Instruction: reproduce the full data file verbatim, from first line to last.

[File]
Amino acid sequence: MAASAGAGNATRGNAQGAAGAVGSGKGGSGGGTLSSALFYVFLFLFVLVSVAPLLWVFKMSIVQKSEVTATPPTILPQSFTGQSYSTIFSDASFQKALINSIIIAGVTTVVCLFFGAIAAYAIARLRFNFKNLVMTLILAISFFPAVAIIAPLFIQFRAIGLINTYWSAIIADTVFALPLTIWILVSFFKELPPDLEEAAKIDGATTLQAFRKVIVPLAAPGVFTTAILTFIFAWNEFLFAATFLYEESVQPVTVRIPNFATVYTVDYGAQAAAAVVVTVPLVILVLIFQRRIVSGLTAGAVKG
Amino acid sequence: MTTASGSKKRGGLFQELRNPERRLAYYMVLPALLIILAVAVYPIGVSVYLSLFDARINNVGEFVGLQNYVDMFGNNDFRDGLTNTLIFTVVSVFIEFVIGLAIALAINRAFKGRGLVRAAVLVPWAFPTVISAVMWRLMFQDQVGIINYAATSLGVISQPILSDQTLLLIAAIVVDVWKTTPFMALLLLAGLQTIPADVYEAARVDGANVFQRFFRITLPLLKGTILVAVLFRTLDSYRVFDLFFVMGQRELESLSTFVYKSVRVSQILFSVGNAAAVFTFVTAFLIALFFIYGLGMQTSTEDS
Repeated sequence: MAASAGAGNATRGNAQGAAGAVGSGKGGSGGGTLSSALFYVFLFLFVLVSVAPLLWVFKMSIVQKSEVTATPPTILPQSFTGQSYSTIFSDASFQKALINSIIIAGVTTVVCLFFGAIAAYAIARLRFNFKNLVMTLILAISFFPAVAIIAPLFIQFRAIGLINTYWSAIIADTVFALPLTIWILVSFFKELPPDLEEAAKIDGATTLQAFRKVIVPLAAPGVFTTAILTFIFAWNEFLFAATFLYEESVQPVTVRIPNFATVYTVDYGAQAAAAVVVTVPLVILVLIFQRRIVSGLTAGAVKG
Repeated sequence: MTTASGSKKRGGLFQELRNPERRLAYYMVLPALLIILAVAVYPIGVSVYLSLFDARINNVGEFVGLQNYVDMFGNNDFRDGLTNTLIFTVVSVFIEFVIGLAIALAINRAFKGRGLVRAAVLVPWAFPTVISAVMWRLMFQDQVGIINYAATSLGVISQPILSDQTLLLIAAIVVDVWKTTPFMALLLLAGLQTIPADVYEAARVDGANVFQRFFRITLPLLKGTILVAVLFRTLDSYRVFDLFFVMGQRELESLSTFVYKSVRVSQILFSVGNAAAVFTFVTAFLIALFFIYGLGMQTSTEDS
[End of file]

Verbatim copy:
Amino acid sequence: MAASAGAGNATRGNAQGAAGAVGSGKGGSGGGTLSSALFYVFLFLFVLVSVAPLLWVFKMSIVQKSEVTATPPTILPQSFTGQSYSTIFSDASFQKALINSIIIAGVTTVVCLFFGAIAAYAIARLRFNFKNLVMTLILAISFFPAVAIIAPLFIQFRAIGLINTYWSAIIADTVFALPLTIWILVSFFKELPPDLEEAAKIDGATTLQAFRKVIVPLAAPGVFTTAILTFIFAWNEFLFAATFLYEESVQPVTVRIPNFATVYTVDYGAQAAAAVVVTVPLVILVLIFQRRIVSGLTAGAVKG
Amino acid sequence: MTTASGSKKRGGLFQELRNPERRLAYYMVLPALLIILAVAVYPIGVSVYLSLFDARINNVGEFVGLQNYVDMFGNNDFRDGLTNTLIFTVVSVFIEFVIGLAIALAINRAFKGRGLVRAAVLVPWAFPTVISAVMWRLMFQDQVGIINYAATSLGVISQPILSDQTLLLIAAIVVDVWKTTPFMALLLLAGLQTIPADVYEAARVDGANVFQRFFRITLPLLKGTILVAVLFRTLDSYRVFDLFFVMGQRELESLSTFVYKSVRVSQILFSVGNAAAVFTFVTAFLIALFFIYGLGMQTSTEDS
Repeated sequence: MAASAGAGNATRGNAQGAAGAVGSGKGGSGGGTLSSALFYVFLFLFVLVSVAPLLWVFKMSIVQKSEVTATPPTILPQSFTGQSYSTIFSDASFQKALINSIIIAGVTTVVCLFFGAIAAYAIARLRFNFKNLVMTLILAISFFPAVAIIAPLFIQFRAIGLINTYWSAIIADTVFALPLTIWILVSFFKELPPDLEEAAKIDGATTLQAFRKVIVPLAAPGVFTTAILTFIFAWNEFLFAATFLYEESVQPVTVRIPNFATVYTVDYGAQAAAAVVVTVPLVILVLIFQRRIVSGLTAGAVKG
Repeated sequence: MTTASGSKKRGGLFQELRNPERRLAYYMVLPALLIILAVAVYPIGVSVYLSLFDARINNVGEFVGLQNYVDMFGNNDFRDGLTNTLIFTVVSVFIEFVIGLAIALAINRAFKGRGLVRAAVLVPWAFPTVISAVMWRLMFQDQVGIINYAATSLGVISQPILSDQTLLLIAAIVVDVWKTTPFMALLLLAGLQTIPADVYEAARVDGANVFQRFFRITLPLLKGTILVAVLFRTLDSYRVFDLFFVMGQRELESLSTFVYKSVRVSQILFSVGNAAAVFTFVTAFLIALFFIYGLGMQTSTEDS